Collisions with wild animals up by a third on year

Vehicle crash at Raplamaa (photo is illustrative)
Vehicle crash at Raplamaa (photo is illustrative) Source: Estonian Police and Border Guard Board

According to the Estonian Traffic Insurance Fund (LKF), collisions with wildlife have increased by a third since last year, with casco insurance cases increasing by 38 percent.

4,800 collisions with wildlife took place last year, with voluntary vehicle insurance payouts reaching a sum of €11.2 million.

For comparison, 3,600 cases were recorded in 2017 with casco payouts in the sum of €8.1 million.

"The €11.2 million paid out for wildlife collisions made up 13 percent of casco insurance payouts last year. The cost to ends up being even bigger, as only vehicles with voluntary casco insurance are considered," said Mart Jesse, head of LKF.

Casco insurance is the voluntary insurance of vehicles, which will compensate damages incurred to the vehicle, regardless of who or what caused the damages.

Insurers paid out a total of €83.5 million in casco cases last year.

Taavi Kiibus, head of claims handling department of If Insurance, said that collisions with wild animals often cause the animal to be executed.

"Cases where people also get hurt or even die are also not rare. Damages to vehicles in some accidents can reach up to €40,000," Kiibus said.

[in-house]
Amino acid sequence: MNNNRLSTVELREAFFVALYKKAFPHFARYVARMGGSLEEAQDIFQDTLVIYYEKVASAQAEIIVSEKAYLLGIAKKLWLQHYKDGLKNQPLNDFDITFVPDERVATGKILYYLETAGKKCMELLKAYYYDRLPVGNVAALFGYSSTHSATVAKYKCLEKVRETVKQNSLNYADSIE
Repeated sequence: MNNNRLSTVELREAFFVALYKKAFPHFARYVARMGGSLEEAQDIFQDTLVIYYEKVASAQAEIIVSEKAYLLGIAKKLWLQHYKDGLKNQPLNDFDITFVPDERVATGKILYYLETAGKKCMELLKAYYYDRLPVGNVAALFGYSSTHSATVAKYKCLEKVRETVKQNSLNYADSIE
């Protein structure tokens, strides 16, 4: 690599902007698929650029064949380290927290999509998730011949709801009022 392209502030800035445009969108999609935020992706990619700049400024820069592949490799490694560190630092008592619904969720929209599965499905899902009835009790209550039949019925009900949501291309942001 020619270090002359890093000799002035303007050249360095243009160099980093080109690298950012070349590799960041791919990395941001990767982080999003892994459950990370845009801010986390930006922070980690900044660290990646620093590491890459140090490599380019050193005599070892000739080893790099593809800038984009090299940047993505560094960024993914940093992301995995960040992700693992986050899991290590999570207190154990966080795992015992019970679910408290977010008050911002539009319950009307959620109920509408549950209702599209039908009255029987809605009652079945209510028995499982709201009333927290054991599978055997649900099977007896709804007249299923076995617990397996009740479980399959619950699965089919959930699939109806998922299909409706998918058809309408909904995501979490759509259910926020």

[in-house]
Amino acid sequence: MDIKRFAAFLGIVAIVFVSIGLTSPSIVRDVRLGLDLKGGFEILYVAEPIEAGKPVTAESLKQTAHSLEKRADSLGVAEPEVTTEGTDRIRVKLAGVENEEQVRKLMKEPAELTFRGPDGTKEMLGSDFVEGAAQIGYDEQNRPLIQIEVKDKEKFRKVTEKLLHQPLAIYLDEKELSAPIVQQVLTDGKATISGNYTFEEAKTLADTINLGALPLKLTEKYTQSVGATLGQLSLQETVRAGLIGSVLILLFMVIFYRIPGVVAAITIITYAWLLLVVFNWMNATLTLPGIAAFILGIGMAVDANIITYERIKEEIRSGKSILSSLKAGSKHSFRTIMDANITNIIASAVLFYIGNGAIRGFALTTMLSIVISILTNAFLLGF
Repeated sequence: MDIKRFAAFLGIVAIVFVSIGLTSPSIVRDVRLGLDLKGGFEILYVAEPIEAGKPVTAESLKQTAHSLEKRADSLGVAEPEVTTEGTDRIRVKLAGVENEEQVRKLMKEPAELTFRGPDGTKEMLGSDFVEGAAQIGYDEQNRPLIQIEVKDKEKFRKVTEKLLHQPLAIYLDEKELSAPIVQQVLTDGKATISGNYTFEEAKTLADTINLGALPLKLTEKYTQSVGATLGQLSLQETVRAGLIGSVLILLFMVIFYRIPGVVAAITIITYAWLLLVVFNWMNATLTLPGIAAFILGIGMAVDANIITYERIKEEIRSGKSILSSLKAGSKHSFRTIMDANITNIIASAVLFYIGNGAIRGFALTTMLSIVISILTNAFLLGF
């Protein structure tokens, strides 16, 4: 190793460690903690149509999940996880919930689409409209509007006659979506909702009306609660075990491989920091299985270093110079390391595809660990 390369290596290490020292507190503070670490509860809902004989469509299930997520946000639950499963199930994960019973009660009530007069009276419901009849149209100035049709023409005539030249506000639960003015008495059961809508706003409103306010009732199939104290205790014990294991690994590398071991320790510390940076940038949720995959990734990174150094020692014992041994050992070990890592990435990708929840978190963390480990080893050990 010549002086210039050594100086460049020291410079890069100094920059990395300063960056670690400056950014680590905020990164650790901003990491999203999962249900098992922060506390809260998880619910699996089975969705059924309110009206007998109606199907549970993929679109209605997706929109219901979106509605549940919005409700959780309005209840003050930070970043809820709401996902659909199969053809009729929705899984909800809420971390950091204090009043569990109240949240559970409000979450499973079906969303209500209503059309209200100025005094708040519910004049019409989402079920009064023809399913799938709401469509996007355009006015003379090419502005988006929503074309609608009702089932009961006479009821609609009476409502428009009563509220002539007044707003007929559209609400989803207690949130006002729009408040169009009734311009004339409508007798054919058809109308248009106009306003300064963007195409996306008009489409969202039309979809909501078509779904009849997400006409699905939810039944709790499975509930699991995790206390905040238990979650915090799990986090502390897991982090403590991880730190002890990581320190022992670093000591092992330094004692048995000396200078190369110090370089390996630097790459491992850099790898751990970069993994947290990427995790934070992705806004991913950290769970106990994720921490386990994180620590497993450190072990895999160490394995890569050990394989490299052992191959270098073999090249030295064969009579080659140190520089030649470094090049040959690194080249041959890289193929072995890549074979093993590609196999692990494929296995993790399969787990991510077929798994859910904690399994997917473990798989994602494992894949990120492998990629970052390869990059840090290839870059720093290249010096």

Extra attention should be paid during the night. Most collisions with wildlife happen at 5 p.m. - 7 p.m. (16 percent) and 9 p.m. - 11 p.m. (15 percent). The least amount of accidents happen at 12 p.m. - 2 p.m. (2 percent), Kiibus explained.

According to data collected by PZU Insurance, close to 75 percent of wildlife accidents are related to deer. "Also boars, moose, and hares often wander onto roads as well. There was a case where a stork unexpectedly took flight from the side of the road and was hit by an oncoming vehicle," said Jaanus Tanne, head of vehicle damages for PZU.

"Among accidents this spring, collisions with deer have been most expensive. There was a crash involving a Porsche, which ended up costing €11,000 to repair," concluded Tanne.


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Editor: Kristjan Kallaste

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